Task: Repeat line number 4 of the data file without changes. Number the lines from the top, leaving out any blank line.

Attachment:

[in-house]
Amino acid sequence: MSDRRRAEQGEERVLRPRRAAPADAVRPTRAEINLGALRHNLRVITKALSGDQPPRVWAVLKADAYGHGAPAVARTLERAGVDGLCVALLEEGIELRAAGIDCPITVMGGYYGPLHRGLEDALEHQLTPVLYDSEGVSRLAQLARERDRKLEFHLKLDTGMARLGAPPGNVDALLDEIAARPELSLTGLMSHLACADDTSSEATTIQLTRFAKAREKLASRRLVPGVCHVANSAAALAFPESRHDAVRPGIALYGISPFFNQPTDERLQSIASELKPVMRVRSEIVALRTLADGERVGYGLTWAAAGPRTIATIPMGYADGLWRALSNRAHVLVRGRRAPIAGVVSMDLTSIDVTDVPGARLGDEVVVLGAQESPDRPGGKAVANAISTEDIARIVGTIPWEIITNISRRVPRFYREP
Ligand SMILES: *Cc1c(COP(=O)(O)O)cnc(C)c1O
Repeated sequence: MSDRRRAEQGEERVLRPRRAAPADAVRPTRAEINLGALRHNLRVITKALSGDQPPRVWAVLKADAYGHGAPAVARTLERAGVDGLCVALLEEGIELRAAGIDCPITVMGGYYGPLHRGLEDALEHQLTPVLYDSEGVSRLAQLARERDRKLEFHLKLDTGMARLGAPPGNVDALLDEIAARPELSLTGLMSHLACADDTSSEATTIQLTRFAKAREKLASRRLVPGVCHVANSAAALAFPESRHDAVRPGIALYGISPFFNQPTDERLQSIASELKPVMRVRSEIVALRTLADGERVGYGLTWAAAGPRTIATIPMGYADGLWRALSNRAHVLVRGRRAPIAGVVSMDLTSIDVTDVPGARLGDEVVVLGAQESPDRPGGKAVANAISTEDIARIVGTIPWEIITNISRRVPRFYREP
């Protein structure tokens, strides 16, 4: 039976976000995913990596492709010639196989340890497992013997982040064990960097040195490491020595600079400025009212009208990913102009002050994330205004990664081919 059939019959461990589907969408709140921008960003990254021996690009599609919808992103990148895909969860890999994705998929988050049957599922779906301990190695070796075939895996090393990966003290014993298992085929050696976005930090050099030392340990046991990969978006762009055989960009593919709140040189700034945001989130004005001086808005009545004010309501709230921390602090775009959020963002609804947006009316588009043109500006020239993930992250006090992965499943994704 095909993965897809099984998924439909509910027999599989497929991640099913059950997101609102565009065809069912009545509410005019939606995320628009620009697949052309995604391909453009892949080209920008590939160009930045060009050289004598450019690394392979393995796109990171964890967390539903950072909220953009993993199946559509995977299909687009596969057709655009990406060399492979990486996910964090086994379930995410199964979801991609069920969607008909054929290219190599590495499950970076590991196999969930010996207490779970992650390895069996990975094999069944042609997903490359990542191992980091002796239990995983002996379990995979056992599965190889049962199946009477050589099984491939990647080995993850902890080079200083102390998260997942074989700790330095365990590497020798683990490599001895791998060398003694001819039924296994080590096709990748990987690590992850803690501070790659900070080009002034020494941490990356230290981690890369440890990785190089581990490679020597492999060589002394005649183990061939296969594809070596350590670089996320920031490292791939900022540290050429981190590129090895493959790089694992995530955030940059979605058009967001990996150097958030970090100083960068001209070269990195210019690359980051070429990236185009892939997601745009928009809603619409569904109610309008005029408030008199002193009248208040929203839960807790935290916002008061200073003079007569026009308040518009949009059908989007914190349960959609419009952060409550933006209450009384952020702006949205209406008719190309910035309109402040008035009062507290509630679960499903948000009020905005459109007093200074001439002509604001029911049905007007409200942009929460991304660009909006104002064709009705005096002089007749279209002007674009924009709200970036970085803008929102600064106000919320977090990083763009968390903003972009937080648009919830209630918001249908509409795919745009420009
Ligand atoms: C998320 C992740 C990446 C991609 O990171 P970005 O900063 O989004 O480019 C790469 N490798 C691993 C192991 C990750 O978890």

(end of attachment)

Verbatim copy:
Repeated sequence: MSDRRRAEQGEERVLRPRRAAPADAVRPTRAEINLGALRHNLRVITKALSGDQPPRVWAVLKADAYGHGAPAVARTLERAGVDGLCVALLEEGIELRAAGIDCPITVMGGYYGPLHRGLEDALEHQLTPVLYDSEGVSRLAQLARERDRKLEFHLKLDTGMARLGAPPGNVDALLDEIAARPELSLTGLMSHLACADDTSSEATTIQLTRFAKAREKLASRRLVPGVCHVANSAAALAFPESRHDAVRPGIALYGISPFFNQPTDERLQSIASELKPVMRVRSEIVALRTLADGERVGYGLTWAAAGPRTIATIPMGYADGLWRALSNRAHVLVRGRRAPIAGVVSMDLTSIDVTDVPGARLGDEVVVLGAQESPDRPGGKAVANAISTEDIARIVGTIPWEIITNISRRVPRFYREP